Essentially, I was feeling my way through the mood of every scene, arse-backwards, relying on intuition. The last thing we did was reassemble what started life as finished songs and rewrite and re-record things that could be. This process became the soundtrack – episode six.

SC: There’s an impressive line-up of musicians involved, aside from yourself.

KG: Other performers, both actors and musicians, just kind of fell into place, mostly in LA. We either knew people or knew people who knew people. Daniel Ash also has an acting role as Waylon Rock the drug dealer DJ. The hardest role to cast was Gabriella because it’s a pivotal but not a fully rounded character. We auditioned about 4 girls before finding the right fit.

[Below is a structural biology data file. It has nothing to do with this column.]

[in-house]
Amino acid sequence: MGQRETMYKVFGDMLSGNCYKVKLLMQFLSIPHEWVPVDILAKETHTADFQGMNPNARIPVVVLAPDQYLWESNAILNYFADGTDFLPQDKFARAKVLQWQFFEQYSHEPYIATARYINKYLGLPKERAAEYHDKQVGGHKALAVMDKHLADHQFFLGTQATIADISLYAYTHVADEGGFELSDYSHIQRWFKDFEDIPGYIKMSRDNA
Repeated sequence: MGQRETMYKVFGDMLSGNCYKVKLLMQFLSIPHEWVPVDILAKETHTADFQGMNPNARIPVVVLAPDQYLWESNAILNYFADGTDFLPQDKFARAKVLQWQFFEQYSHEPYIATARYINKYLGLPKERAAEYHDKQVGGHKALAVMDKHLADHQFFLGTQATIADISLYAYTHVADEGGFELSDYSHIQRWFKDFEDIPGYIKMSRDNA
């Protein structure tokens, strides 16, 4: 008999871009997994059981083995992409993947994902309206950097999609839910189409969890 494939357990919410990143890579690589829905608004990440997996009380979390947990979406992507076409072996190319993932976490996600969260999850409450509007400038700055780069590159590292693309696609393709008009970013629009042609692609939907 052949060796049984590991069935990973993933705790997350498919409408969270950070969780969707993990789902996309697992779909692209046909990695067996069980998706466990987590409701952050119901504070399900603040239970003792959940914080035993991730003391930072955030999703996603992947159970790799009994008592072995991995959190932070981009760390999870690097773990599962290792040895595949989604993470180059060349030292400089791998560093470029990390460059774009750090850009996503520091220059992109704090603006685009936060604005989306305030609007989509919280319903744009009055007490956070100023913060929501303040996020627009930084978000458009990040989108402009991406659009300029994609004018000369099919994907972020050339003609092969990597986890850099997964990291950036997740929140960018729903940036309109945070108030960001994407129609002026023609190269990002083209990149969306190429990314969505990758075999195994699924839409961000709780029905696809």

SC: Back in the 10cc/G&C days, you always gave the impression of being an incredibly fastidious crew, forever tinkering with the tunes… I always imagined you all just taking root in the studio for months at a time. Are you still like that?

KG: I’ll tell you what’s weird. I used to take forever to make music. All the music on Hog was written and recorded very quickly. Messing about outside my comfort zone did me a power of good.

SC: Were the songs written specifically for Hog Fever? GG/06 aside, have you written much (or anything) since the last days of Godley & Creme?

KG: Mine were, mostly. As for other songs, I’ve done nothing solid since GG/06. There are always tunes in my head and unfinished lyrics but I need a reason to make things tangible. Hog Fever was the reason. ‘The Bad & The Beautiful’ was part written before Hog, but my other songs were written especially for it.

Strange but I’d never written a song on my own before, so this awakened a musical muscle that I didn’t know I had. Great fun, too, as I used to be a bit precious about the writing / recording experience. It was always about perfection and honing and polishing then suddenly it was all about letting go and capturing a moment.